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Alarm Bells Muffled as Plan Changes

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 Alarm bells muffled as plan changes

 Visitors walk in the square next to the Gulou on Tuesday. [China Daily]

Experts and local residents were talking about their hopes and fears for the Gulou - or Drum Tower - area on Monday after hearing details of the local government's scaled-down redevelopment.

Dongcheng district government said it plans to revive the square in between the Drum and Bell towers so it resembles how it looked 600 years ago.

The new plan replaces the previous "facelift" slated for the area that was to have included the wholesale rebuilding of a 12.5 hectare area and have cost 5 billion yuan.

The latest plan was endorsed during the recent Dongcheng district people's congress, according to Beijing News.

In comparison to the old plan that called for a "cultural square" and a huge underground complex comprising parking lots and shops, the new version is modest. It calls for the square to be rebuilt to look as it did in the Ming and Qing dynasties, but little else.

There will be no large-scale architectural projects in the area, other than the Beijing Time Museum. Construction of that began in December.

The museum will be built southeast of Gulou on a 0.6-hectare site, said Xu Hui, director of the district's development and reform commission.

Xu said the new plan does not call for underground development beneath the square.

Experts had been skeptical that a redevelopment could ever "revive the historical significance" of the area but said it would more likely make the area fake and commercialized.

According to He Shuzhong, director of the Beijing Cultural Heritage Protection Center, the current Qianmen pedestrian street is an example of how a thriving historical neighborhood can be transformed into a "soulless" pseudo-Ming Dynasty commercial street, thanks to poor planning.

Built in 1272, the Drum Tower and Bell Tower announced time to Beijingers for more than 600 years. Together with the surrounding hutong, courtyards, and the residents, the area now still displays a relatively unchanged face of old Beijing.

The Beijing Cultural Heritage Protection Center campaigned along with scholars and other critics against the previous redevelopment plan for the area after it was unveiled about one year ago by the former Dongcheng district government.

The unpopular project was called the "Beijing Time Cultural City". He said the new plan will keep the area "clean, tidy and quiet", and improve the livelihoods of area residents.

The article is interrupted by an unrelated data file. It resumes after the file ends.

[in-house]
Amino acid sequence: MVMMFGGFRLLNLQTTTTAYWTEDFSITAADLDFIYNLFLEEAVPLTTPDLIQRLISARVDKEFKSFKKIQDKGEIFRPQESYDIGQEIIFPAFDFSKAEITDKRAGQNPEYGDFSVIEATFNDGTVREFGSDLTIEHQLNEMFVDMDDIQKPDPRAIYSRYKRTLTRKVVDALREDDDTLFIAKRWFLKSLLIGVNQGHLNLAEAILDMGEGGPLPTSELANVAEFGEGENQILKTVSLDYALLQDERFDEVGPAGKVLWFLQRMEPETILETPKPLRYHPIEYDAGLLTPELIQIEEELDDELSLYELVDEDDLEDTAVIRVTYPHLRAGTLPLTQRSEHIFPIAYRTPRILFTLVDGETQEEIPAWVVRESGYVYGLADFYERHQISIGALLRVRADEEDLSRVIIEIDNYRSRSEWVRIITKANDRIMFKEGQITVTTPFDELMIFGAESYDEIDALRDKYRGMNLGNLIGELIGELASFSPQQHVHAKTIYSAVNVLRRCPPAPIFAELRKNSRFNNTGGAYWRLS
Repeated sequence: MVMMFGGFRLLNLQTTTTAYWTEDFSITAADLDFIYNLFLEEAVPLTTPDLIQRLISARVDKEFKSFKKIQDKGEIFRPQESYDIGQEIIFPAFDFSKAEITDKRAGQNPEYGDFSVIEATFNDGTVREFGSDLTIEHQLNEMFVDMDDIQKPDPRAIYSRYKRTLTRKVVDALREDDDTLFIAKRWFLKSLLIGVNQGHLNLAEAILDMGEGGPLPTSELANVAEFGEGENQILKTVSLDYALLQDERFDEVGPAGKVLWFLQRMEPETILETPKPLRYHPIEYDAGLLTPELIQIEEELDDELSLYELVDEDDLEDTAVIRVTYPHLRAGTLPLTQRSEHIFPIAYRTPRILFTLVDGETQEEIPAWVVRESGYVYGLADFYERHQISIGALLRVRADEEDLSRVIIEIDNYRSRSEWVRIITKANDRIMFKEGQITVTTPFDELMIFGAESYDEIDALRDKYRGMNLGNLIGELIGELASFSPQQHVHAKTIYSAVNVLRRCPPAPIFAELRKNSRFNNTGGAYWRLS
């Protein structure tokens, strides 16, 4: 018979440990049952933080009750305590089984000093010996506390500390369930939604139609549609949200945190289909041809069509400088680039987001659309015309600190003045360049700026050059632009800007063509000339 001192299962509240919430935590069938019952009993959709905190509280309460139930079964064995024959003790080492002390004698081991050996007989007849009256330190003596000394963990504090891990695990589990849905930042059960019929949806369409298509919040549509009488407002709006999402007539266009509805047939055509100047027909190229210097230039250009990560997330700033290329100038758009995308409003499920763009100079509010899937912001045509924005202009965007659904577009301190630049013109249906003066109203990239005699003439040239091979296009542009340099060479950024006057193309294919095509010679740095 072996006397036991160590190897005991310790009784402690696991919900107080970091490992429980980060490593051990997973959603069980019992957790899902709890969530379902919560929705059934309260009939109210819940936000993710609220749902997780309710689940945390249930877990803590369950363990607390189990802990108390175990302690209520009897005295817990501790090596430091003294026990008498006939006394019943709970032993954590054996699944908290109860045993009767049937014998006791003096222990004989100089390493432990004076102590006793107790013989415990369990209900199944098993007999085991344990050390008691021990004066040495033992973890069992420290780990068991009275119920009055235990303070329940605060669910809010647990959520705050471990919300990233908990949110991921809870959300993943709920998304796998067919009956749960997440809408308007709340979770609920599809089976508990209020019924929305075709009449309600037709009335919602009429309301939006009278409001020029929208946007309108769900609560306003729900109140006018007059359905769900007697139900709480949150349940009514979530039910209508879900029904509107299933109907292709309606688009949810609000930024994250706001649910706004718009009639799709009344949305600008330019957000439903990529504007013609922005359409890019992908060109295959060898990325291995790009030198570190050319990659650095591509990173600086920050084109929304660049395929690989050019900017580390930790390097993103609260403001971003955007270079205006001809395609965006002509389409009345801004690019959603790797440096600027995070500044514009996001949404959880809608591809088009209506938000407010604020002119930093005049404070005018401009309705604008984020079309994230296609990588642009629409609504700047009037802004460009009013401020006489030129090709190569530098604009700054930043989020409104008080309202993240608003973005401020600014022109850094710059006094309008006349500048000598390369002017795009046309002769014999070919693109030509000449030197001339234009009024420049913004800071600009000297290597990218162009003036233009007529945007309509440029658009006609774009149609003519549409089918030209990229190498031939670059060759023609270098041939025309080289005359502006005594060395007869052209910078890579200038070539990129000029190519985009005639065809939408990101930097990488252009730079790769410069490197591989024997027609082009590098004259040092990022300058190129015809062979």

The square between the towers has been used as a parking lot and many temporary and disordered shelters have popped up among the neighboring hutong, he added.

The improvements and a sound redevelopment plan could be realized by gradually removing temporary structures in the area and by slowly reducing the population by offering residents incentives and the chance to choose where to live, He said.

Yao Yuan, a columnist who specializes in cultural relic preservation, said the new plan shows the local government has moved forward.

But Yao said the process of decision-making by the government should be more "transparent and open" and the public ought to have the right to join in the discussion about the area's future.

"After all, to improve the local residents' living situation is one very important reason to do the redevelopment," he told METRO on Tuesday.

Song Zhenzhong, a 47-year-old resident whose family has lived in the area for generations, said he hopes the neighborhood will be able to hang on to its unique culture.

"I am very familiar with the neighborhood and possibly every courtyard house in it," said Song, whose hobby is to visit the old courtyard houses and collect antique household items.

"In the summer, you can always come across the old men playing chess under the shade surrounded by keen onlookers. It is unique because you can only find such scenes in hutong communities and I don't want to lose it."

(China Daily January 12, 2011)

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